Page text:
Leaves of Grass by Walt Whitman, 1855 edition

Walt Whitman, Leaves of Grass (Brooklyn: 1855). Image courtesy of the Sheridan Libraries, Johns Hopkins University.

What makes the first edition of Leaves of Grass so interesting to literary archivists is Walt Whitman’s decision to publish his poems by himself.  Thus, the 1855 edition of this seminal poetic work reflects not the publisher’s intent, as in many published works, but rather the poet’s.  Whitman had complete control over the presentation of his poems in a way that many writers, whose work was published through some intermediary, did not.  In fact, Whitman acted as his own publicity agent of sorts, and the cover of the 1855 edition illustrates how he, as the generator of Leaves of Grass, intended the poem to reach its audience.

Walt Whitman, Leaves of Grass (Brooklyn:1855). Image courtesy of the Sheridan Libraries, Johns Hopkins University.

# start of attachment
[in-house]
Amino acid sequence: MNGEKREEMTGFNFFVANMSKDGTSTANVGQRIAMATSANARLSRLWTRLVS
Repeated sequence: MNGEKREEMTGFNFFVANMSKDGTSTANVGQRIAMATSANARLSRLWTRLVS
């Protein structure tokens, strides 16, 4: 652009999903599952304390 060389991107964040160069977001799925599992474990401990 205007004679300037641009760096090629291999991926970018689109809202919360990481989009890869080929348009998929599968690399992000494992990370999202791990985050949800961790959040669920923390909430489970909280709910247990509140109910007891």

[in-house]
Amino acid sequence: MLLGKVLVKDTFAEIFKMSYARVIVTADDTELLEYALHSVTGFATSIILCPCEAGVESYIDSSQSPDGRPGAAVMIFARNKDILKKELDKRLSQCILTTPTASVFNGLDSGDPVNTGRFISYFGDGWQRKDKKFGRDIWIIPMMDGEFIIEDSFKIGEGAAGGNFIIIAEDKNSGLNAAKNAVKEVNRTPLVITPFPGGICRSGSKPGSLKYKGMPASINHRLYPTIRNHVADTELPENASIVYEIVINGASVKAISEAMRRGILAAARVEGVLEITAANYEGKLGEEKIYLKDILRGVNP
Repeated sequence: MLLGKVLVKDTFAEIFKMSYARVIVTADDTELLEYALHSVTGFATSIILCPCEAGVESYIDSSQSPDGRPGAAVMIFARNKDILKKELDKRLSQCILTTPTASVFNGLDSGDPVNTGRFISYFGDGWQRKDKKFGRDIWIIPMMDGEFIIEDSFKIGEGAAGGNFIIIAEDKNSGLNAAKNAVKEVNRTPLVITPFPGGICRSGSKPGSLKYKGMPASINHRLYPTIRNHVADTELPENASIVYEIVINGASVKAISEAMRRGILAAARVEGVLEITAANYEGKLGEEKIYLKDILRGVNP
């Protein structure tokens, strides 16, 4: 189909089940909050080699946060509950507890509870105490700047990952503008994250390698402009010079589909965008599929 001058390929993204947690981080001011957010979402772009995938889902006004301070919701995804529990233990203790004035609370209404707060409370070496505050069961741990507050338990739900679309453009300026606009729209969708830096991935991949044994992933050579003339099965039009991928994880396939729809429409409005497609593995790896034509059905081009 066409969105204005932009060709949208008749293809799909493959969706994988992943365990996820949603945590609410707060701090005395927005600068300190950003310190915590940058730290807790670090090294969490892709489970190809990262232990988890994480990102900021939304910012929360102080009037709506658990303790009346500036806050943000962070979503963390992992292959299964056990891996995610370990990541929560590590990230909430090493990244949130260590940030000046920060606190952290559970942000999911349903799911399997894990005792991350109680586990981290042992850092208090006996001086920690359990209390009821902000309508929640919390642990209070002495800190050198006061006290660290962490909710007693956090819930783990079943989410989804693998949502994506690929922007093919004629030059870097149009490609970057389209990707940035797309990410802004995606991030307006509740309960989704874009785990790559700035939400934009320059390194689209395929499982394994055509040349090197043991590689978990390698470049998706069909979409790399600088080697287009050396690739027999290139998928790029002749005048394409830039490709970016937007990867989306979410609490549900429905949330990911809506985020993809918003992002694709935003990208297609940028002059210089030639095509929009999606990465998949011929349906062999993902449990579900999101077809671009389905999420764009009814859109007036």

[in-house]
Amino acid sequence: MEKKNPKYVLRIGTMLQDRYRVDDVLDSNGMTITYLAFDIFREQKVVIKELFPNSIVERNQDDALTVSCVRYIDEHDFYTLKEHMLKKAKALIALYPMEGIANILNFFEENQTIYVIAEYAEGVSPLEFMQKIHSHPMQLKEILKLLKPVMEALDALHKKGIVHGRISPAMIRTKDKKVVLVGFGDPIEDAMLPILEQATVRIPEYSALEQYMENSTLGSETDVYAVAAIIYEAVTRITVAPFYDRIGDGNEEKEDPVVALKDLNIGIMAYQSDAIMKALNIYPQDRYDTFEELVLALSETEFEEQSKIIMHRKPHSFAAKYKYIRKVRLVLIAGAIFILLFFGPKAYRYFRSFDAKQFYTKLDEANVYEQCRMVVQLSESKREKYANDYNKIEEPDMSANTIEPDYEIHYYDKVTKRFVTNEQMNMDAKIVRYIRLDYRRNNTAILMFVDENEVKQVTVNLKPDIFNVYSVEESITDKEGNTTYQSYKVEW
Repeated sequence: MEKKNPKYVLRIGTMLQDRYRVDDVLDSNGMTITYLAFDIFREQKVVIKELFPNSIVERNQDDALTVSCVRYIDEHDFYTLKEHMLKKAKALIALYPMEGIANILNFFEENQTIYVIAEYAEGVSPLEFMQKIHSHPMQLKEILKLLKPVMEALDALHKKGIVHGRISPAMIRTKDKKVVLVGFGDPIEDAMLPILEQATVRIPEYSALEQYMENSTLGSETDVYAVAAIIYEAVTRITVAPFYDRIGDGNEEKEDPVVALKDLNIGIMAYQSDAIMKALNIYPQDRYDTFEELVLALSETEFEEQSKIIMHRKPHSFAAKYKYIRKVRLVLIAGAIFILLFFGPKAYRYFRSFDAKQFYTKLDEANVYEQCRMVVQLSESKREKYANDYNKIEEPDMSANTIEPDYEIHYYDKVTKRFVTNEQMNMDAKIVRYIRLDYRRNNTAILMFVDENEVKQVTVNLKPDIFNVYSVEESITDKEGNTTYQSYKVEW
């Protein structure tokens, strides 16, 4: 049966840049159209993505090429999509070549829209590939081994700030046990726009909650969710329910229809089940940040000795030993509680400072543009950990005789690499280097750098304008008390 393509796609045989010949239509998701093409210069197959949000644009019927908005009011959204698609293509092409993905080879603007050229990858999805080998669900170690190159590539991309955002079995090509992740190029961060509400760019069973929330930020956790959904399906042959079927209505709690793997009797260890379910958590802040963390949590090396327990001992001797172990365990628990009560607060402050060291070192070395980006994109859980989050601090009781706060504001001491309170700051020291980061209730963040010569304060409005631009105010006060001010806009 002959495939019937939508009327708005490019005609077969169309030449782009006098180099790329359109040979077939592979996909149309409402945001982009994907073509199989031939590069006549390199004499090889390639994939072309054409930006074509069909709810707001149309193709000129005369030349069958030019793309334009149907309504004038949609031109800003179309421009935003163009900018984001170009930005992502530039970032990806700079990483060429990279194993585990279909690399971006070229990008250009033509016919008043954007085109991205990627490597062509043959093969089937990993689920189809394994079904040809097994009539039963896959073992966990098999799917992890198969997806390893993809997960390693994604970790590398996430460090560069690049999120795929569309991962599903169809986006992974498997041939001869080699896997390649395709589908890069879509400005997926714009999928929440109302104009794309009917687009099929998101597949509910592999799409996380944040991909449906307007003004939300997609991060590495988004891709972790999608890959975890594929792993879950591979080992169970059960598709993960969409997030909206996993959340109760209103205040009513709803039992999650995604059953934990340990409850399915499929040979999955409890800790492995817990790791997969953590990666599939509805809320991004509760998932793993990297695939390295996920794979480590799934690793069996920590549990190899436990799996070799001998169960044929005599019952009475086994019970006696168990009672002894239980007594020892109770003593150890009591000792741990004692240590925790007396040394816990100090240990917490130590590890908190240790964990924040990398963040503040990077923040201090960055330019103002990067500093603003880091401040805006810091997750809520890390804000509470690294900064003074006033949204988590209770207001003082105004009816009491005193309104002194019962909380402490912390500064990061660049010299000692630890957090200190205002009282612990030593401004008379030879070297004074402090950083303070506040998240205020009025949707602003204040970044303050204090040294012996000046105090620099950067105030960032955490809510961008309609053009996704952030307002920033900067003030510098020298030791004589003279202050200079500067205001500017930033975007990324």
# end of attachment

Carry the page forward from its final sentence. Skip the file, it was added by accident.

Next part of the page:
The cover features delicate ferns and foliage impressed into the green leather, most likely done by a die-cut stamp. A gold border is also impressed into the cover.    The title “Leaves of Grass.” is stylized with roots and grass growing from the individual letters and picked out in gold leaf.  This emphasis on verdant plant life, paired with the green and gold color scheme makes a bold statement.  Even without knowing the contents of the book, we can see that Whitman is making a claim towards naturalism.

It is knowing, however, the contents of Leaves of Grassthat renders the cover’s function even more transparent .  Whitman likens his poetry to blades of grass, something fresh, natural and vital, and the pages of his book of poetry are meant to be figurative leaves of grass.  His claim towards the universality and the equalizing powers of his poetry is evident without even cracking the spine, for what is more unbiased and equalizing than nature itself?

 

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